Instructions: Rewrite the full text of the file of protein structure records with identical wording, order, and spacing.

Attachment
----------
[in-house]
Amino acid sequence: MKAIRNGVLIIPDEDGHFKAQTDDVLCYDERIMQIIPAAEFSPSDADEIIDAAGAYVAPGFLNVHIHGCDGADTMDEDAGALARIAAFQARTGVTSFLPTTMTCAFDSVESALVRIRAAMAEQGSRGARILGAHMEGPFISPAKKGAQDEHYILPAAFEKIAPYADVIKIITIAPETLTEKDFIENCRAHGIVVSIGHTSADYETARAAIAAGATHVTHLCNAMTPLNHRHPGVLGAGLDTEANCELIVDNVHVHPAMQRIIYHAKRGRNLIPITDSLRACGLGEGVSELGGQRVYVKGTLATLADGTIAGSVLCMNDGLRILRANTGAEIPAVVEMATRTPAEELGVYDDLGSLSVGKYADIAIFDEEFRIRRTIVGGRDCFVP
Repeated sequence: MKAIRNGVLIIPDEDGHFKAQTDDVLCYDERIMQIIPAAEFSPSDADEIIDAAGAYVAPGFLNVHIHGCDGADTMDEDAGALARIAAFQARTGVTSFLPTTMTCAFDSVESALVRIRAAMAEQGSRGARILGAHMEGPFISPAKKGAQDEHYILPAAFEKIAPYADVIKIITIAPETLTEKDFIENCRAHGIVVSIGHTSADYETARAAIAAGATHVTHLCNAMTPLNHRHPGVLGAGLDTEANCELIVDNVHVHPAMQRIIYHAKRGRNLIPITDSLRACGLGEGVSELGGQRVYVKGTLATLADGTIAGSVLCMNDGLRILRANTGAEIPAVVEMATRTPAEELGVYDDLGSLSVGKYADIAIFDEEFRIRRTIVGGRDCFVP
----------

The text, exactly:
[in-house]
Amino acid sequence: MKAIRNGVLIIPDEDGHFKAQTDDVLCYDERIMQIIPAAEFSPSDADEIIDAAGAYVAPGFLNVHIHGCDGADTMDEDAGALARIAAFQARTGVTSFLPTTMTCAFDSVESALVRIRAAMAEQGSRGARILGAHMEGPFISPAKKGAQDEHYILPAAFEKIAPYADVIKIITIAPETLTEKDFIENCRAHGIVVSIGHTSADYETARAAIAAGATHVTHLCNAMTPLNHRHPGVLGAGLDTEANCELIVDNVHVHPAMQRIIYHAKRGRNLIPITDSLRACGLGEGVSELGGQRVYVKGTLATLADGTIAGSVLCMNDGLRILRANTGAEIPAVVEMATRTPAEELGVYDDLGSLSVGKYADIAIFDEEFRIRRTIVGGRDCFVP
Repeated sequence: MKAIRNGVLIIPDEDGHFKAQTDDVLCYDERIMQIIPAAEFSPSDADEIIDAAGAYVAPGFLNVHIHGCDGADTMDEDAGALARIAAFQARTGVTSFLPTTMTCAFDSVESALVRIRAAMAEQGSRGARILGAHMEGPFISPAKKGAQDEHYILPAAFEKIAPYADVIKIITIAPETLTEKDFIENCRAHGIVVSIGHTSADYETARAAIAAGATHVTHLCNAMTPLNHRHPGVLGAGLDTEANCELIVDNVHVHPAMQRIIYHAKRGRNLIPITDSLRACGLGEGVSELGGQRVYVKGTLATLADGTIAGSVLCMNDGLRILRANTGAEIPAVVEMATRTPAEELGVYDDLGSLSVGKYADIAIFDEEFRIRRTIVGGRDCFVP